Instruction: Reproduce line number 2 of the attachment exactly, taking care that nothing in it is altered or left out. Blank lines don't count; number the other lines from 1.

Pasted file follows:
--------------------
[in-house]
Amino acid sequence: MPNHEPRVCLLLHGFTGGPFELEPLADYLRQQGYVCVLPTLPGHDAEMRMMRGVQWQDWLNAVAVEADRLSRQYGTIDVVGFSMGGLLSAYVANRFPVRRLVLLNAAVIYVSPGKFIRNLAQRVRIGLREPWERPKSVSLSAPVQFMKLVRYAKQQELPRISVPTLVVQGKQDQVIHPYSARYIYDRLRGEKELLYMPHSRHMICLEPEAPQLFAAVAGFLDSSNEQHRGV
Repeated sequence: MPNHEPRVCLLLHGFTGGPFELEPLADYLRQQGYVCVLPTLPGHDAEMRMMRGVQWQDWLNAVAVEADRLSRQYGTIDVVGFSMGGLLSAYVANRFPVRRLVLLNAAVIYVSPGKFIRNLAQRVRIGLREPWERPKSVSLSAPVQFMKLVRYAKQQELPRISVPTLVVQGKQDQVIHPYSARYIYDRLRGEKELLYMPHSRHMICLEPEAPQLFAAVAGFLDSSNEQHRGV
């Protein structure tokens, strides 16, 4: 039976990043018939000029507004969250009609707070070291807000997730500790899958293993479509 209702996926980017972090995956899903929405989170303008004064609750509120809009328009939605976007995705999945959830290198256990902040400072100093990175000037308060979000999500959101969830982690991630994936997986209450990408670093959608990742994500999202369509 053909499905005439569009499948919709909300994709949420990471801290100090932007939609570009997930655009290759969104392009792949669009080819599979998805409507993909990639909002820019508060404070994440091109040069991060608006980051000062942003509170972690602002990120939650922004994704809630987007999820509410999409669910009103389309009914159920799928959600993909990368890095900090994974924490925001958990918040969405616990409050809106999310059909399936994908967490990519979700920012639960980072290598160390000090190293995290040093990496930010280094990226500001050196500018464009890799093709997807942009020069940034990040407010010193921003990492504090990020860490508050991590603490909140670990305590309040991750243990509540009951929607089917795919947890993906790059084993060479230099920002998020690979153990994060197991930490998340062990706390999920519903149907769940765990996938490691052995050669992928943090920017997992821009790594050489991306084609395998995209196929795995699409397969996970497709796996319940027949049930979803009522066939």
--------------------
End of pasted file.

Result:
Amino acid sequence: MPNHEPRVCLLLHGFTGGPFELEPLADYLRQQGYVCVLPTLPGHDAEMRMMRGVQWQDWLNAVAVEADRLSRQYGTIDVVGFSMGGLLSAYVANRFPVRRLVLLNAAVIYVSPGKFIRNLAQRVRIGLREPWERPKSVSLSAPVQFMKLVRYAKQQELPRISVPTLVVQGKQDQVIHPYSARYIYDRLRGEKELLYMPHSRHMICLEPEAPQLFAAVAGFLDSSNEQHRGV